BRICS leaders meet in South Africa on Tuesday as the loose association of major emerging economies seeks to assert its voice as a counterweight to Western dominance in global affairs.
The so-called BRICS nations – Brazil, Russia, India, China and South Africa – represent a quarter of the global economy, and interest in joining the club has surged ahead of its three-day summit in Johannesburg.
Security has been bolstered across the city where South African President Cyril Ramaphosa will host China's President Xi Jinping, Indian Prime Minister Narendra Modi, Brazil's President Luiz Inácio Lula da Silva and some 50 other leaders.
Russian President Vladimir Putin is the target of an international arrest warrant over alleged war crimes in Ukraine and will not attend in person, with Foreign Minister Sergei Lavrov sent on his behalf.
Xi, whose country is the most powerful BRICS member, met with Ramaphosa ahead of the summit on just his second international trip of the year.
"Now as friends and BRICS partners, we stand together in our shared objective and quest for a better and more egalitarian world that frees the potential of all the people in the world," said Ramaphosa in Pretoria at the opening of Xi's state visit.
"Today, standing at a new historical starting point, inheriting friendship, deepening cooperation, and strengthening coordination are the common aspirations of the two countries, and are also the important tasks entrusted to us by the times," said Xi.
Ukraine looms large
Representing 40 percent of the world's population, but whose economies have different levels of growth, the BRICS share a common desire for a global order they see as better reflecting their interests and rising clout.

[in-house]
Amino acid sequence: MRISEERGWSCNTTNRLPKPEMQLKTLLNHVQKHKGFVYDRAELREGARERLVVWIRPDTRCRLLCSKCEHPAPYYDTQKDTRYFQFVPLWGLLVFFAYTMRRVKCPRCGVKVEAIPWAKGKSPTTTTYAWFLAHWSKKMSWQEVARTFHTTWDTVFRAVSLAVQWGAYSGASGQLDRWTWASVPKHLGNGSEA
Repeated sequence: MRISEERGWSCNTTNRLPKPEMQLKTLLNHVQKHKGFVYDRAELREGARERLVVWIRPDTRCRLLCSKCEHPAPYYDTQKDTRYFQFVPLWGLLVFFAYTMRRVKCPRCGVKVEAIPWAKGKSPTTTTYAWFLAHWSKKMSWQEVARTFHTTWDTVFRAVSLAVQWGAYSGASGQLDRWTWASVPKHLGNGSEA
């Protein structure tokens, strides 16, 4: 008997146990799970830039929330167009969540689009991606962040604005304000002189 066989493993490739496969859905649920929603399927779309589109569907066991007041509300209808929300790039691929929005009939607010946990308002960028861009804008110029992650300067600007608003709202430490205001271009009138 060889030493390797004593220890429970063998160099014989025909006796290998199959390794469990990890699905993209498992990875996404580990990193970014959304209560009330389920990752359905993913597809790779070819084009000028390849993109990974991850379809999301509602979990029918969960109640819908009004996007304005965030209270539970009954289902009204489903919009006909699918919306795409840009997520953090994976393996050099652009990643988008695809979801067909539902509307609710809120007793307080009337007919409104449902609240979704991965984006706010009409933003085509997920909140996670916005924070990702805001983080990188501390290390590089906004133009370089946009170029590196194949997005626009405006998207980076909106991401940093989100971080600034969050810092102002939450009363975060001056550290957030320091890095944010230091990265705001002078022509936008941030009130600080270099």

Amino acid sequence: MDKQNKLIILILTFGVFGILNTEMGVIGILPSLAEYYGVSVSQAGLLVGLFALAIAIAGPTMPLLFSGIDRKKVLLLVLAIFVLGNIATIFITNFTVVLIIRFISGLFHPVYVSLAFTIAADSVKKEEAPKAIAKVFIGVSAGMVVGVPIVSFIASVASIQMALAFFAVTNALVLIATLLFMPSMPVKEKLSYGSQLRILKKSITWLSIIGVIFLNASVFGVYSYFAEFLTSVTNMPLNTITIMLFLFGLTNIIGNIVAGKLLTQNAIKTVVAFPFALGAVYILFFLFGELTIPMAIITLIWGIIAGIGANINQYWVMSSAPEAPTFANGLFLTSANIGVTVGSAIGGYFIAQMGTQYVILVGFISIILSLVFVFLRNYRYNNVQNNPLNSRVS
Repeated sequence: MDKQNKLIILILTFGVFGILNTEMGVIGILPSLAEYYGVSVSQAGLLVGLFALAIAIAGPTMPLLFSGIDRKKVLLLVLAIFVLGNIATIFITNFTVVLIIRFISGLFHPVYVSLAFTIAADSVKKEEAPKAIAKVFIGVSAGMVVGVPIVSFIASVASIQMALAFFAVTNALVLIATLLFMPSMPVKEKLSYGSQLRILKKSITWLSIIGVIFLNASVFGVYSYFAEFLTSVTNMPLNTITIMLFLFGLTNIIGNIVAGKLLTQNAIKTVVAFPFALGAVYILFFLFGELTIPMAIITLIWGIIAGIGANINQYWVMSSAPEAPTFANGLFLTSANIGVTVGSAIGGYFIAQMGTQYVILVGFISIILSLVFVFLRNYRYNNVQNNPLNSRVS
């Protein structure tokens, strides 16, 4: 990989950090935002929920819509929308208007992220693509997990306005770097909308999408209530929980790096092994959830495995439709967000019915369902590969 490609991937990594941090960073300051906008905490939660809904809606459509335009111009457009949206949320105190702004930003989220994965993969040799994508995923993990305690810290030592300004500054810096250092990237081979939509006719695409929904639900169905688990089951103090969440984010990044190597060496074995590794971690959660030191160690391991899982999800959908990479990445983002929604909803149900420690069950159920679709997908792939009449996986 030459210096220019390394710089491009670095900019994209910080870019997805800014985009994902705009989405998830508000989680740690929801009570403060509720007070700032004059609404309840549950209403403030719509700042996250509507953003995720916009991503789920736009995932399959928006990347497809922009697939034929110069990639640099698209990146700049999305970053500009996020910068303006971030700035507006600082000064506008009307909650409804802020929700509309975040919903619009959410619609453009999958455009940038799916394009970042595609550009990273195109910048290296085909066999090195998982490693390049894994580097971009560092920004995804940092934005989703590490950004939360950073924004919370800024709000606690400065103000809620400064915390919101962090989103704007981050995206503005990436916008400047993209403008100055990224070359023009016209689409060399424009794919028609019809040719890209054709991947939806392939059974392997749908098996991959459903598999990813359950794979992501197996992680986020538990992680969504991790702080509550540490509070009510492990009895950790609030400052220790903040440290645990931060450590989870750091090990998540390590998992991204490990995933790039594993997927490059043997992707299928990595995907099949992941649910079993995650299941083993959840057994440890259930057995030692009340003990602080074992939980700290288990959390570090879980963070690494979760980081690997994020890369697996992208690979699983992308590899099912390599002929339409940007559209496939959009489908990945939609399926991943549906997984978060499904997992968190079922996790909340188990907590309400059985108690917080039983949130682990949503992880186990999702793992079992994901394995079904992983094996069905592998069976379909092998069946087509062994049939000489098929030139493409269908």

The theme of its 15th summit is "BRICS and Africa" and comes as the continent emerges as a renewed diplomatic battleground with the United States, Russia and China jostling for influence.
The summit has underscored divisions over the war in Ukraine and the support Russia enjoys from its other BRICS partners at a time of global isolation.
South Africa, China and India have not condemned Russia's invasion while Brazil has refused to join Western nations in sending arms to Ukraine or imposing sanctions on Moscow.
Ahead of the summit, Ramaphosa said his country would "not be drawn into a contest between global powers" and had resisted pressure to align with any influential blocs of nations.
In a park near the summit venue, two dozen protesters held up blue and yellow Ukrainian flags and placards reading "Go home Lavrov."
"We are here to deliver a message to all BRICS countries and guests currently at the summit to demand Russia to withdraw military forces from Ukraine," said Lesya Karpenko, 41, representative of the Ukrainian Association of South Africa.
Division and demand
There is growing interest in the bloc, which began as four nations in 2009 but expanded the following year with the addition of South Africa.
Ahead of this summit, at least 40 countries have expressed interest in joining including Iran, Saudi Arabia, Bangladesh and Argentina, officials say.
South Africa will present BRICS leaders with a proposal to expand its membership and a decision on the matter is expected at the summit's close.
But analysts are more cautious. The issue of BRICS expansion is divisive, particularly among its two most powerful members, China and India.
China is keen to rapidly increase the bloc's rollcall to boost clout but observers say India, its regional rival, is wary.
The BRICS operate on consensus and the "China-India rivalry is probably the major challenge that BRICS will eventually be confronted with" said Jakkie Cilliers, founder of the Pretoria-based Institute for Security Studies (ISS) think tank.
by Nick Perry & Zama Luthuli, AFP